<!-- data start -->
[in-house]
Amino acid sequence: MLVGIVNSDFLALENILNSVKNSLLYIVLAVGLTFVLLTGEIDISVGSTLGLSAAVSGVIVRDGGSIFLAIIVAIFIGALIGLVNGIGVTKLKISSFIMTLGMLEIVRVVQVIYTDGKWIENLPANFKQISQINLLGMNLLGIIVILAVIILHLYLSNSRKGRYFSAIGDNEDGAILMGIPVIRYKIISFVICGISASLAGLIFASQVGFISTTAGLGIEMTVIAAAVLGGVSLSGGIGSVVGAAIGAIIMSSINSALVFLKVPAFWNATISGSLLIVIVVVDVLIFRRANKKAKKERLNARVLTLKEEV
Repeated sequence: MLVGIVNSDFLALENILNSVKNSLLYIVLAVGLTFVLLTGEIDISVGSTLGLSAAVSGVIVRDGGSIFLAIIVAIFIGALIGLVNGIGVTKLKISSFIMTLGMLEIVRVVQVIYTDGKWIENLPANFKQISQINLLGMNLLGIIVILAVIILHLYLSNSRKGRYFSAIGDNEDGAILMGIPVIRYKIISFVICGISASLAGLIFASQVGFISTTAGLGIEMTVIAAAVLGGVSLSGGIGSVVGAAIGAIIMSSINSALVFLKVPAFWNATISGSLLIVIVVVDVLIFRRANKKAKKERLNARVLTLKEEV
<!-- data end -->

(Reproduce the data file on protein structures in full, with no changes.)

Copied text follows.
[in-house]
Amino acid sequence: MLVGIVNSDFLALENILNSVKNSLLYIVLAVGLTFVLLTGEIDISVGSTLGLSAAVSGVIVRDGGSIFLAIIVAIFIGALIGLVNGIGVTKLKISSFIMTLGMLEIVRVVQVIYTDGKWIENLPANFKQISQINLLGMNLLGIIVILAVIILHLYLSNSRKGRYFSAIGDNEDGAILMGIPVIRYKIISFVICGISASLAGLIFASQVGFISTTAGLGIEMTVIAAAVLGGVSLSGGIGSVVGAAIGAIIMSSINSALVFLKVPAFWNATISGSLLIVIVVVDVLIFRRANKKAKKERLNARVLTLKEEV
Repeated sequence: MLVGIVNSDFLALENILNSVKNSLLYIVLAVGLTFVLLTGEIDISVGSTLGLSAAVSGVIVRDGGSIFLAIIVAIFIGALIGLVNGIGVTKLKISSFIMTLGMLEIVRVVQVIYTDGKWIENLPANFKQISQINLLGMNLLGIIVILAVIILHLYLSNSRKGRYFSAIGDNEDGAILMGIPVIRYKIISFVICGISASLAGLIFASQVGFISTTAGLGIEMTVIAAAVLGGVSLSGGIGSVVGAAIGAIIMSSINSALVFLKVPAFWNATISGSLLIVIVVVDVLIFRRANKKAKKERLNARVLTLKEEV